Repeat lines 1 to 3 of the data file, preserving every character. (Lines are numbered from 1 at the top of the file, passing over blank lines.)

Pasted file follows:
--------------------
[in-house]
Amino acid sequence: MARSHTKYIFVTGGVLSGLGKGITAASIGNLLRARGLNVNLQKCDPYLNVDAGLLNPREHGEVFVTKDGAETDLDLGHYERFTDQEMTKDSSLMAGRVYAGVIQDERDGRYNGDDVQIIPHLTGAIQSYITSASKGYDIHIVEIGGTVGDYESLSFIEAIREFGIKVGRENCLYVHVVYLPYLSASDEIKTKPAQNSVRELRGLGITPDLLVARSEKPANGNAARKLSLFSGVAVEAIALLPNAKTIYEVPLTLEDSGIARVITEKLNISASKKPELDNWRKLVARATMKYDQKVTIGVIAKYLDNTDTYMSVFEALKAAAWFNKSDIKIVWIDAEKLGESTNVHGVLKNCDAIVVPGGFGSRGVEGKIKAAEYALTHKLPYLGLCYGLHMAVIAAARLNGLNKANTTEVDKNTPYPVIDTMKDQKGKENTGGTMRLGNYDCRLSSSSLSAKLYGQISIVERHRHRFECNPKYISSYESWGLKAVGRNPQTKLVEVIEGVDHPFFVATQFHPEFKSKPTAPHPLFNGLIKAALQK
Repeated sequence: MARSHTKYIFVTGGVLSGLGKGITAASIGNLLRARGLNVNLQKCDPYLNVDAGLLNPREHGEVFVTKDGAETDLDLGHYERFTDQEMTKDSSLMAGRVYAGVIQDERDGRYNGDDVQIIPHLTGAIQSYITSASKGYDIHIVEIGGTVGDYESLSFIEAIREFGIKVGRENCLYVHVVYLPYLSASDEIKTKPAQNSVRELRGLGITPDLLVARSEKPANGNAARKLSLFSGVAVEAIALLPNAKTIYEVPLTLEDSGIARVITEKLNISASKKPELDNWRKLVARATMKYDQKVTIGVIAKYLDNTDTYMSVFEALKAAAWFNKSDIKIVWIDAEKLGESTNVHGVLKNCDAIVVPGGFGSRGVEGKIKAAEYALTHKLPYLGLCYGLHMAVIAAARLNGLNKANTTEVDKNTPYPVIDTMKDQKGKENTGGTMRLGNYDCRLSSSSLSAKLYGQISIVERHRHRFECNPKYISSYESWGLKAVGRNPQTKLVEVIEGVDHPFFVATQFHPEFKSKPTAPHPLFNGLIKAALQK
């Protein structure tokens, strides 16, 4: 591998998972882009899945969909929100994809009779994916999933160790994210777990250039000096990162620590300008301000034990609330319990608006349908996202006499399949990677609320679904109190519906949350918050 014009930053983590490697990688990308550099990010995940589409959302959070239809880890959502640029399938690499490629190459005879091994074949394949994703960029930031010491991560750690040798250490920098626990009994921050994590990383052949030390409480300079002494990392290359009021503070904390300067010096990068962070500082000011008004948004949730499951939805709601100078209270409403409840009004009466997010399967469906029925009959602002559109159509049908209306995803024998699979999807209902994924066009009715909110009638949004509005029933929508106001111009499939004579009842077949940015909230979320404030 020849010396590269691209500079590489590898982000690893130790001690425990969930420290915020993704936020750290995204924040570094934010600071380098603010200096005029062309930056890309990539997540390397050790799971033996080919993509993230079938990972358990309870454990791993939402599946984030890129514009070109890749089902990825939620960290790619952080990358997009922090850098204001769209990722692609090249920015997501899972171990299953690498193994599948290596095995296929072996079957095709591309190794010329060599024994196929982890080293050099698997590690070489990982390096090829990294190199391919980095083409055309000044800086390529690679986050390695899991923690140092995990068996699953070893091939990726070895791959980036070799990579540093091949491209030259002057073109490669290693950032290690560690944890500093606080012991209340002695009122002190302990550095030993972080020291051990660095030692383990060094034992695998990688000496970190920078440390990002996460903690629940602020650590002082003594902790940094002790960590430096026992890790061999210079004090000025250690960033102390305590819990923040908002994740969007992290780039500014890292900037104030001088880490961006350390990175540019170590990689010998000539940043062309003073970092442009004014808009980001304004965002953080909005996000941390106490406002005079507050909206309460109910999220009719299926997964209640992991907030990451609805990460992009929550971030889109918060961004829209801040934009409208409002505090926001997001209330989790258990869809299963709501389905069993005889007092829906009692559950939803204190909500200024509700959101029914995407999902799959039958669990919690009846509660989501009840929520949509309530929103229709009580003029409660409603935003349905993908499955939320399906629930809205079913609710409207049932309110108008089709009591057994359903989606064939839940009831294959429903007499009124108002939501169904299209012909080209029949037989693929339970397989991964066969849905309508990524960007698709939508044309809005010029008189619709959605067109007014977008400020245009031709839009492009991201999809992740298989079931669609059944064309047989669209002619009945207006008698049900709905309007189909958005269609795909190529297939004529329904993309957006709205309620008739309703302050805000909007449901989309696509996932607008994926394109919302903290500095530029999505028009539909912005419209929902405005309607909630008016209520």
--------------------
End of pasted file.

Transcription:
[in-house]
Amino acid sequence: MARSHTKYIFVTGGVLSGLGKGITAASIGNLLRARGLNVNLQKCDPYLNVDAGLLNPREHGEVFVTKDGAETDLDLGHYERFTDQEMTKDSSLMAGRVYAGVIQDERDGRYNGDDVQIIPHLTGAIQSYITSASKGYDIHIVEIGGTVGDYESLSFIEAIREFGIKVGRENCLYVHVVYLPYLSASDEIKTKPAQNSVRELRGLGITPDLLVARSEKPANGNAARKLSLFSGVAVEAIALLPNAKTIYEVPLTLEDSGIARVITEKLNISASKKPELDNWRKLVARATMKYDQKVTIGVIAKYLDNTDTYMSVFEALKAAAWFNKSDIKIVWIDAEKLGESTNVHGVLKNCDAIVVPGGFGSRGVEGKIKAAEYALTHKLPYLGLCYGLHMAVIAAARLNGLNKANTTEVDKNTPYPVIDTMKDQKGKENTGGTMRLGNYDCRLSSSSLSAKLYGQISIVERHRHRFECNPKYISSYESWGLKAVGRNPQTKLVEVIEGVDHPFFVATQFHPEFKSKPTAPHPLFNGLIKAALQK
Repeated sequence: MARSHTKYIFVTGGVLSGLGKGITAASIGNLLRARGLNVNLQKCDPYLNVDAGLLNPREHGEVFVTKDGAETDLDLGHYERFTDQEMTKDSSLMAGRVYAGVIQDERDGRYNGDDVQIIPHLTGAIQSYITSASKGYDIHIVEIGGTVGDYESLSFIEAIREFGIKVGRENCLYVHVVYLPYLSASDEIKTKPAQNSVRELRGLGITPDLLVARSEKPANGNAARKLSLFSGVAVEAIALLPNAKTIYEVPLTLEDSGIARVITEKLNISASKKPELDNWRKLVARATMKYDQKVTIGVIAKYLDNTDTYMSVFEALKAAAWFNKSDIKIVWIDAEKLGESTNVHGVLKNCDAIVVPGGFGSRGVEGKIKAAEYALTHKLPYLGLCYGLHMAVIAAARLNGLNKANTTEVDKNTPYPVIDTMKDQKGKENTGGTMRLGNYDCRLSSSSLSAKLYGQISIVERHRHRFECNPKYISSYESWGLKAVGRNPQTKLVEVIEGVDHPFFVATQFHPEFKSKPTAPHPLFNGLIKAALQK